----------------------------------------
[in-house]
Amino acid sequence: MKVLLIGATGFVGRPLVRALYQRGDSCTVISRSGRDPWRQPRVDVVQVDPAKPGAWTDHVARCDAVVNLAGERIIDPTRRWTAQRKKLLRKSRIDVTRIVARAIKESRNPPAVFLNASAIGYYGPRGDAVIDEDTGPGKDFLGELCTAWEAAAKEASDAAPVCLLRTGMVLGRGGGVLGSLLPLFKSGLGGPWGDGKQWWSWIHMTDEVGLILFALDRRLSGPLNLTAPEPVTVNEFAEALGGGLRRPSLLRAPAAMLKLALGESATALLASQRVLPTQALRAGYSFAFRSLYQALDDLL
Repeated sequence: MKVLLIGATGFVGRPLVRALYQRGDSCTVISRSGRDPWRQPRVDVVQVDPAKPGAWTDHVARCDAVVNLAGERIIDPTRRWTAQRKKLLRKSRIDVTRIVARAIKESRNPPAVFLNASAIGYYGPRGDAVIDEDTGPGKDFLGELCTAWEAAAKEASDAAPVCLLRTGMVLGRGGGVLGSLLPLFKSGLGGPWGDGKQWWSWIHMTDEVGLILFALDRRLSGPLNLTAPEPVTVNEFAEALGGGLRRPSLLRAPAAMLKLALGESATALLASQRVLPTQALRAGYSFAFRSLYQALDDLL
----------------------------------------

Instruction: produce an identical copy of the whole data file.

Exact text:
[in-house]
Amino acid sequence: MKVLLIGATGFVGRPLVRALYQRGDSCTVISRSGRDPWRQPRVDVVQVDPAKPGAWTDHVARCDAVVNLAGERIIDPTRRWTAQRKKLLRKSRIDVTRIVARAIKESRNPPAVFLNASAIGYYGPRGDAVIDEDTGPGKDFLGELCTAWEAAAKEASDAAPVCLLRTGMVLGRGGGVLGSLLPLFKSGLGGPWGDGKQWWSWIHMTDEVGLILFALDRRLSGPLNLTAPEPVTVNEFAEALGGGLRRPSLLRAPAAMLKLALGESATALLASQRVLPTQALRAGYSFAFRSLYQALDDLL
Repeated sequence: MKVLLIGATGFVGRPLVRALYQRGDSCTVISRSGRDPWRQPRVDVVQVDPAKPGAWTDHVARCDAVVNLAGERIIDPTRRWTAQRKKLLRKSRIDVTRIVARAIKESRNPPAVFLNASAIGYYGPRGDAVIDEDTGPGKDFLGELCTAWEAAAKEASDAAPVCLLRTGMVLGRGGGVLGSLLPLFKSGLGGPWGDGKQWWSWIHMTDEVGLILFALDRRLSGPLNLTAPEPVTVNEFAEALGGGLRRPSLLRAPAAMLKLALGESATALLASQRVLPTQALRAGYSFAFRSLYQALDDLL